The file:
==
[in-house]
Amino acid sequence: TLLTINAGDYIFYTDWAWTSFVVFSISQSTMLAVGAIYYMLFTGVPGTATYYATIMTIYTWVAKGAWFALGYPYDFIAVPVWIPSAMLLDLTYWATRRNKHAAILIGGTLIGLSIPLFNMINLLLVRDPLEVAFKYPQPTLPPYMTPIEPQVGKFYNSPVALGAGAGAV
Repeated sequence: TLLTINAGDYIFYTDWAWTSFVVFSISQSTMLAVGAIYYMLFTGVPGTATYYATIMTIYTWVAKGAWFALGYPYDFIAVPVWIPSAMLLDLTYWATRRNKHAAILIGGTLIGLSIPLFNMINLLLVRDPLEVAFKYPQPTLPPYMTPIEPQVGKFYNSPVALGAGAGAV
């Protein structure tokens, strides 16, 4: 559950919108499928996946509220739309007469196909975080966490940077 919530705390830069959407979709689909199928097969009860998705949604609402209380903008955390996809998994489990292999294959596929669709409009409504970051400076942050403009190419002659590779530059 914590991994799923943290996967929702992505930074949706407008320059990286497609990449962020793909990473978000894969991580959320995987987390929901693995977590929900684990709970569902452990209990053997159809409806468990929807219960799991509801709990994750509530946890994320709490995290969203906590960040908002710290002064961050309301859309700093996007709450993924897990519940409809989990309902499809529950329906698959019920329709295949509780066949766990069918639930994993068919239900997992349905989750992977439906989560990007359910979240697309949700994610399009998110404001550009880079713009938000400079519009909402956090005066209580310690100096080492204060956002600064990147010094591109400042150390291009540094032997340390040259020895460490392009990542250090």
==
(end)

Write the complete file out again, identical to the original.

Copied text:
[in-house]
Amino acid sequence: TLLTINAGDYIFYTDWAWTSFVVFSISQSTMLAVGAIYYMLFTGVPGTATYYATIMTIYTWVAKGAWFALGYPYDFIAVPVWIPSAMLLDLTYWATRRNKHAAILIGGTLIGLSIPLFNMINLLLVRDPLEVAFKYPQPTLPPYMTPIEPQVGKFYNSPVALGAGAGAV
Repeated sequence: TLLTINAGDYIFYTDWAWTSFVVFSISQSTMLAVGAIYYMLFTGVPGTATYYATIMTIYTWVAKGAWFALGYPYDFIAVPVWIPSAMLLDLTYWATRRNKHAAILIGGTLIGLSIPLFNMINLLLVRDPLEVAFKYPQPTLPPYMTPIEPQVGKFYNSPVALGAGAGAV
């Protein structure tokens, strides 16, 4: 559950919108499928996946509220739309007469196909975080966490940077 919530705390830069959407979709689909199928097969009860998705949604609402209380903008955390996809998994489990292999294959596929669709409009409504970051400076942050403009190419002659590779530059 914590991994799923943290996967929702992505930074949706407008320059990286497609990449962020793909990473978000894969991580959320995987987390929901693995977590929900684990709970569902452990209990053997159809409806468990929807219960799991509801709990994750509530946890994320709490995290969203906590960040908002710290002064961050309301859309700093996007709450993924897990519940409809989990309902499809529950329906698959019920329709295949509780066949766990069918639930994993068919239900997992349905989750992977439906989560990007359910979240697309949700994610399009998110404001550009880079713009938000400079519009909402956090005066209580310690100096080492204060956002600064990147010094591109400042150390291009540094032997340390040259020895460490392009990542250090």